It had been over five months without basketball. The spread of the Coronavirus had forced all basketball operations to shut down in the NBA. Players and fans waited to hear what the plan would be for a return to sports. During this wait, the country went through intense riots and protests in response to the commonality of social injustices. It led many prominent athletes to speak out and demand action. Many of them suggested that the remainder of the NBA season be cancelled. They claimed that even if it did resume, they would refuse to play in a protest to the injustices around the country. When the NBA resumed in Orlando, several players around the league did not come.
Hours before the fifth game of the NBA season on Wed, Aug 26, the Milwaukee Bucks made a historic decision to strike. Only days after the shooting of Jacob Blake, a 29-year-old black man in Kenosha, Wisconsin, the team rocked the NBA with it’s surprising decision.
On the night of the shooting, Blake had a warrant out since March for his arrest for third degree sexual assault in a domestic case. After police responded to a call for “family problems,” dispatch alerted the officer at the scene of Blake’s warrant. Due to reported noncompliance from Blake, the officers at the scene drew their guns as Blake attempted to reach inside his car. When Blake opened his car door, Officer Rusten Sheskey grabbed his shirt and shot him seven times in a row in his back.
Police reports state that Blake was unarmed and there was no gun on site, but reports did state that a knife was found on the floorboard of his car. Speculation regarding whether or not Blake was reaching for the knife has circled since the event itself, but there is no solid evidence to confirm or deny this statement at this time.
Only hours away from the site of the shooting, the Milwaukee Bucks took this event very personally and were reportedly very upset about the incident the night of the game. The Bucks had originally made the collective decision in a pre-game meeting that they would not play in the first-round playoff games against their opposing team, Orlando Magic.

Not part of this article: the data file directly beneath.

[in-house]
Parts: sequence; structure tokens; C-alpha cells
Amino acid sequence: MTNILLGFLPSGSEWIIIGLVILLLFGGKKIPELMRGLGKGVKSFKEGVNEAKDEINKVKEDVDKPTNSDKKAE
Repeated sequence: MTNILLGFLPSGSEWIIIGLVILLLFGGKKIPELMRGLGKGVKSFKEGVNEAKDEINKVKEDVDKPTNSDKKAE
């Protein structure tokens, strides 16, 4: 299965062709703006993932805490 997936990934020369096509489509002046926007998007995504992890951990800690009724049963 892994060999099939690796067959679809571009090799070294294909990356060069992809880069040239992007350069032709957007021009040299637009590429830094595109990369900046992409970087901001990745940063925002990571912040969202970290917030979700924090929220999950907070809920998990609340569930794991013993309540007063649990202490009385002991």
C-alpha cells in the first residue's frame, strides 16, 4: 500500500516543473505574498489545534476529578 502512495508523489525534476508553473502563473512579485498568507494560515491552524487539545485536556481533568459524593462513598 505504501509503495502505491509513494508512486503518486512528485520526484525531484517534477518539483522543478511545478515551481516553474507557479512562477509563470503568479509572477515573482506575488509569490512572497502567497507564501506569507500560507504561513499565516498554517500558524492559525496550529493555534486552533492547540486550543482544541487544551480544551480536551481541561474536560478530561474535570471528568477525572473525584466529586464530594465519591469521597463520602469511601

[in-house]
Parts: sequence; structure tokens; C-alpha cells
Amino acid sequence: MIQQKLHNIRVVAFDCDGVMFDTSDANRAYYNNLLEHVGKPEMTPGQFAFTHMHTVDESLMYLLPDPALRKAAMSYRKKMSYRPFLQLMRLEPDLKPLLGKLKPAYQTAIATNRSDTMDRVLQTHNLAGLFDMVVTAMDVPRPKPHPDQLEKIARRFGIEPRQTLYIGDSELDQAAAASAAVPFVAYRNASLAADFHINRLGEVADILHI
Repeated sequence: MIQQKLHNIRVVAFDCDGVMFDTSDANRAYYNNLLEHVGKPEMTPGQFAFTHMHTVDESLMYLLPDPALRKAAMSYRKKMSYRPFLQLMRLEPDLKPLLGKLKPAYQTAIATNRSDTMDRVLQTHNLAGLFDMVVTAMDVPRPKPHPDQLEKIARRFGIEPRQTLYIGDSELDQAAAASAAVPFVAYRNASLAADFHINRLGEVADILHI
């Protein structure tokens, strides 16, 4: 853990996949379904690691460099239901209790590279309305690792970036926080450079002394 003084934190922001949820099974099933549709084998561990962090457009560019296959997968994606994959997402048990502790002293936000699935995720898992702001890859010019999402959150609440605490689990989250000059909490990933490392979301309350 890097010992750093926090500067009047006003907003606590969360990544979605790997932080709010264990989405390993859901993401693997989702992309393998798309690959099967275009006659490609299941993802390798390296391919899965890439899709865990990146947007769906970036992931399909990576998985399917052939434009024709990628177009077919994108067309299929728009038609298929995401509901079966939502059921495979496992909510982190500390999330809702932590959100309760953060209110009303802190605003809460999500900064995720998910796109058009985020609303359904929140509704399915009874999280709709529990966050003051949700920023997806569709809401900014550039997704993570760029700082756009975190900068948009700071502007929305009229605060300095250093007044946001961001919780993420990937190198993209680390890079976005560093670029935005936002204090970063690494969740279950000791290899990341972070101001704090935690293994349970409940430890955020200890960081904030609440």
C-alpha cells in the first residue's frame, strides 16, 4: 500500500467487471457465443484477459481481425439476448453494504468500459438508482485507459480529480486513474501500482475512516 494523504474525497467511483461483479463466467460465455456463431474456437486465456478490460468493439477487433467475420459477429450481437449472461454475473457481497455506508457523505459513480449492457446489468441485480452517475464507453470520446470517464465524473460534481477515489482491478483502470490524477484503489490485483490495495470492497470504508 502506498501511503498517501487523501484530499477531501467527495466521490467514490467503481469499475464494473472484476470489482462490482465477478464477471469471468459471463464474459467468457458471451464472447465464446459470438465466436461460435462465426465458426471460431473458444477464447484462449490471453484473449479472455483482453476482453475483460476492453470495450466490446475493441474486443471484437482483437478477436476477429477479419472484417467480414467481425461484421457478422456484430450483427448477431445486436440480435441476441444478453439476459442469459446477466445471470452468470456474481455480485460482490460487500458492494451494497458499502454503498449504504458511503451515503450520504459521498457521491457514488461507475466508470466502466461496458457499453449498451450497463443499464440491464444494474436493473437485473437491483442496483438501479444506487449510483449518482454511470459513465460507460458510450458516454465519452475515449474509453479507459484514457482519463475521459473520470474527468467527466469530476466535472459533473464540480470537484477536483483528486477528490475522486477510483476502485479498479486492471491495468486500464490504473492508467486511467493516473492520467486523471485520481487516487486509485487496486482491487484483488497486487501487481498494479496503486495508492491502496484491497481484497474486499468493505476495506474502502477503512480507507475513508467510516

Soon thereafter, the rest of the NBA playoff teams followed suit. Some of the MLS, NHL, NFL, MLB and WNBA teams, along with tennis star Naomi Osaka, the New York Mets and Miami Marlins also joined the strike.
“Once the NBA stopped, everything else stopped,” Russell Westbrook said. “Our voices were heard.”
The Bucks’ decision was made after a three hour deliberation among the team.
“We’re sorry that it took a little more time, but we thought it would be best for us as a team to brainstorm a little bit, educate ourselves and not rush into having raw emotion,” Hill said, apologizing for the delay in their decision.
Late Wednesday night, the players organized a league-wide meeting in Orlando, FL in a hotel where the NBA had housed its players during the coronavirus pandemic. Those in attendance reported it to be emotional and disorganized. Players and coaches gathered to use their platform to act against injustice.
“Adam [Silver] and the owners were on board,” Clippers coach Doc Rivers said. “Even the things they didn’t agree on, they discussed.”
”They gave us their word that they have our back,” added Danny Green.
Their first step had been to strike, but this meeting brought other ideas of reform to the table.
“15 years in this league, I’ve never seen anything like it. The voices that were heard, I’ll never forget it,” said Chris Paul.
On Thursday, the teams met individually, and Michael Jordan joined to advise the teams on what action they needed to demand.
“He was huge in making sure that whatever we want to do together, we get it done,” said Westbrook.
Andre Iguodala, a Miami Heat forward, recommended political action from the league, but this statement was quickly dismissed when union stats revealed that less than one quarter of NBA players were registered to vote. But despite the low stats, they still felt the importance of voting. A decision was made with the NBA to have advertising during each game “dedicated to promoting and raising awareness around voter access and opportunity.”
They also agreed to open up several arenas as voting stations in the upcoming presidential elections. Reuters also reported that league owners pledged to donate a hefty sum of three-hundred million dollars over the next ten years to inspire economic empowerment within the black community.
“[A] lot of our top guys, most teams, wanted to be here, wanted to play,” Green said.
“But if we don’t stand for [anything] we won’t get anything done. So we were willing to walk away,” added Paul. “We understood the platform that we have, and we wanted to keep our foot to the pedal.”
So after 48 hours, the strike came to a close and playoffs resumed. Many still wondered if the strike was worth it, but the players and coaches believed it made a difference. Their voices were heard, a change was made.